Approximately 4,240,137 people live in Oregon State. On average, Oregonians have a personal income of $59,070 and owe $61,760 in consumer debt (excluding mortgages). The state — affectionately known as The Beaver State — has a poverty rate of 11.4%, the 23rd highest in the U.S.
Oregon is known for its striking scenery, recreational activities, and economic growth. But many residents still struggle financially. Whether you need Oregon debt relief or some other financial assistance, here’s what you need to know.
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Oregon debt statistics
These are some of the most recent debt- and credit-related statistics for Oregon:
- Average household debt (debt per capita): $61,760
- Average student loan debt: $37,017
- Average credit score: 731
- Median mortgage payment: $1,647
- Bankruptcies in 2021: 4,771
- Personal income/Annual mean wage: $59,070
- Child poverty: 12.6%
- Unemployment: 4.50%
Debt collection laws in Oregon
Oregon adheres to the Fair Debt Collection Practices Act (FDCPA), a federal law that regulates debt collection throughout the country. The state also requires debt collectors to register with the Oregon Department of Consumer and Business Services before pursuing payment.
Under the FDCPA and state law, debt collectors must follow certain procedures when attempting to collect a debt. For example, they:
- Must identify themselves and why they are calling when contacting a debtor (person who owes)
- Cannot intentionally misrepresent themselves or who they work for
- Are only allowed to contact borrowers between 8 a.m. and 9 p.m. (unless a prior agreement was reached)
- Can’t harass, threaten, or intimidate debtors to try to collect money
- Must stop contacting a debtor at home or at work upon request
- Claim a debtor owes more than they do, or that they owe a debt that’s past its statute of limitations
- Threaten legal actions they don’t intend to take (ex. wage garnishment)
- Use profanities during a conversation
For more information about unlawful debt collection practices and their potential consequences, refer to Chapter 646 Trade Practices and Antitrust Regulation.
Debt relief options for Oregon residents
In Oregon, here are some of the most common types of debt relief available to residents:
- Debt consolidation: Debt consolidation is the process of combining several smaller unsecured debts into one larger loan — usually with a lower interest rate. This can make it easier to make on-time payments and cut down on things like late fees.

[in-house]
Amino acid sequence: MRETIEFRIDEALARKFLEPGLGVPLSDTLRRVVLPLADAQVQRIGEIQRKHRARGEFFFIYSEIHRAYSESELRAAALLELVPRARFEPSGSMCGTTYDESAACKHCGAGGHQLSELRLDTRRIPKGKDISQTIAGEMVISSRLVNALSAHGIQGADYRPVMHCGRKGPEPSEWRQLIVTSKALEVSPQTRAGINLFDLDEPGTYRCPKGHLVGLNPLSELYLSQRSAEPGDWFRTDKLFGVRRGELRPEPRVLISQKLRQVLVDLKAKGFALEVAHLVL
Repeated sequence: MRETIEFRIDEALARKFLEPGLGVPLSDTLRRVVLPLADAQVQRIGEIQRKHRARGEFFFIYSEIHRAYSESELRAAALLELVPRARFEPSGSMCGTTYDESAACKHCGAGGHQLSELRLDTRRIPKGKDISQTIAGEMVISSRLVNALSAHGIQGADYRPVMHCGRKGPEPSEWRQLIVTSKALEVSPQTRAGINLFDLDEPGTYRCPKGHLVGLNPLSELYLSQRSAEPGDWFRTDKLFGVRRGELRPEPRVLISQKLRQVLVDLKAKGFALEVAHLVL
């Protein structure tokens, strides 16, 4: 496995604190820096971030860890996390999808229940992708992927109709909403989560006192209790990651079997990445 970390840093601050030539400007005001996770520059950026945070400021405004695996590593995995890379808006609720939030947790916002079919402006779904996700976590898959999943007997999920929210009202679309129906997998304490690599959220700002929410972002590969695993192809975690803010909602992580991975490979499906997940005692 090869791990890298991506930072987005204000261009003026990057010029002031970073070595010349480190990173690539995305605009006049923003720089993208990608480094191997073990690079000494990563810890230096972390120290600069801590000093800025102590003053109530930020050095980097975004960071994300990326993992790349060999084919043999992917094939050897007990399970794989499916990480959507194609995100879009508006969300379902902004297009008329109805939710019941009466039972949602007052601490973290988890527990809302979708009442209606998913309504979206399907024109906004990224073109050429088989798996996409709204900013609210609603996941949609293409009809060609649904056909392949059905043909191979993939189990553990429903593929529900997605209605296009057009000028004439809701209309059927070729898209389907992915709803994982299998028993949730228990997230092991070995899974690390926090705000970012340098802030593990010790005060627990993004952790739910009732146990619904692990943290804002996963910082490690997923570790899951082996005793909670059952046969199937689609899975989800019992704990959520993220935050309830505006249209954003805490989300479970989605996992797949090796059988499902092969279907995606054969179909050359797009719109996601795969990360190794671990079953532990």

- Debt management plan (DMP): A DMP is a program designed to help individuals who are dealing with large amounts of consumer debt. With a DMP, you could lower interest rates, waive certain fees, or establish a customized repayment plan. You can typically set up a DMP through a nonprofit credit counseling agency.
- Debt settlement: Debt settlement can reduce how much you owe to less than the original amount. This often makes it easier to pay off the remaining debt.
- DIY plans: If you don’t want to go through a company, you could also try a DIY debt relief plan. With one, you’ll need to contact your creditors or debt collectors and negotiate with them. You might be able to establish a better repayment plan, get lower interest rates, or waive late fees.
- Personal bankruptcy: Filing for bankruptcy might destroy your credit, but it could also get you back on your feet when all else fails. Consult an attorney about whether a Chapter 7 or Chapter 13 bankruptcy is right for you — if either.
Debt settlement in Oregon
Debt settlement could help if you’re many months behind on your bills, can’t keep up with multiple monthly payments, or are using expensive short-term loans or credit cards for everyday expenses. With a debt settlement plan, you could potentially pay off the following types of debts more quickly:
- Personal lines of credit
- Credit cards
- Personal loans
- Loans in default
- Department store credit cards
- Old judgments
- Other unsecured debts